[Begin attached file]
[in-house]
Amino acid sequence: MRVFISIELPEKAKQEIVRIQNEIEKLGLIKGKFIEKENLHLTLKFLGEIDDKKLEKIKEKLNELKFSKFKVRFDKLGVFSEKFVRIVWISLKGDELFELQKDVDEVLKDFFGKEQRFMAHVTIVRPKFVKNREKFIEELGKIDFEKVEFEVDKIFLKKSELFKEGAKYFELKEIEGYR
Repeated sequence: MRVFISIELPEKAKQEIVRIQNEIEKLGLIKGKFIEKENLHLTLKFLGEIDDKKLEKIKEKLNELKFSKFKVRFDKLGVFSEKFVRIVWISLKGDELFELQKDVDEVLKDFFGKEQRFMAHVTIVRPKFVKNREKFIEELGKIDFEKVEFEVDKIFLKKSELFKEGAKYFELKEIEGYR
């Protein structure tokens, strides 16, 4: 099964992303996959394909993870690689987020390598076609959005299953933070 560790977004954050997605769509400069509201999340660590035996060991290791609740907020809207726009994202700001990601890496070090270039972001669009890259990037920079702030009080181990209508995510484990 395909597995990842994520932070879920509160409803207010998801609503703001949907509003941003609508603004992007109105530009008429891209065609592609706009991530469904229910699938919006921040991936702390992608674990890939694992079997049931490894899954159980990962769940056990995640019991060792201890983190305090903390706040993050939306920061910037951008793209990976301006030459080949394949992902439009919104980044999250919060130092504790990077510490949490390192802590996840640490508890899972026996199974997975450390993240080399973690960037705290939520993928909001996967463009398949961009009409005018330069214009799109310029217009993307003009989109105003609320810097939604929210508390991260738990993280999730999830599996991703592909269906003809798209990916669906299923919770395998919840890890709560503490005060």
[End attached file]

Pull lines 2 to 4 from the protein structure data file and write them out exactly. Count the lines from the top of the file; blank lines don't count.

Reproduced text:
Amino acid sequence: MRVFISIELPEKAKQEIVRIQNEIEKLGLIKGKFIEKENLHLTLKFLGEIDDKKLEKIKEKLNELKFSKFKVRFDKLGVFSEKFVRIVWISLKGDELFELQKDVDEVLKDFFGKEQRFMAHVTIVRPKFVKNREKFIEELGKIDFEKVEFEVDKIFLKKSELFKEGAKYFELKEIEGYR
Repeated sequence: MRVFISIELPEKAKQEIVRIQNEIEKLGLIKGKFIEKENLHLTLKFLGEIDDKKLEKIKEKLNELKFSKFKVRFDKLGVFSEKFVRIVWISLKGDELFELQKDVDEVLKDFFGKEQRFMAHVTIVRPKFVKNREKFIEELGKIDFEKVEFEVDKIFLKKSELFKEGAKYFELKEIEGYR
């Protein structure tokens, strides 16, 4: 099964992303996959394909993870690689987020390598076609959005299953933070 560790977004954050997605769509400069509201999340660590035996060991290791609740907020809207726009994202700001990601890496070090270039972001669009890259990037920079702030009080181990209508995510484990 395909597995990842994520932070879920509160409803207010998801609503703001949907509003941003609508603004992007109105530009008429891209065609592609706009991530469904229910699938919006921040991936702390992608674990890939694992079997049931490894899954159980990962769940056990995640019991060792201890983190305090903390706040993050939306920061910037951008793209990976301006030459080949394949992902439009919104980044999250919060130092504790990077510490949490390192802590996840640490508890899972026996199974997975450390993240080399973690960037705290939520993928909001996967463009398949961009009409005018330069214009799109310029217009993307003009989109105003609320810097939604929210508390991260738990993280999730999830599996991703592909269906003809798209990916669906299923919770395998919840890890709560503490005060």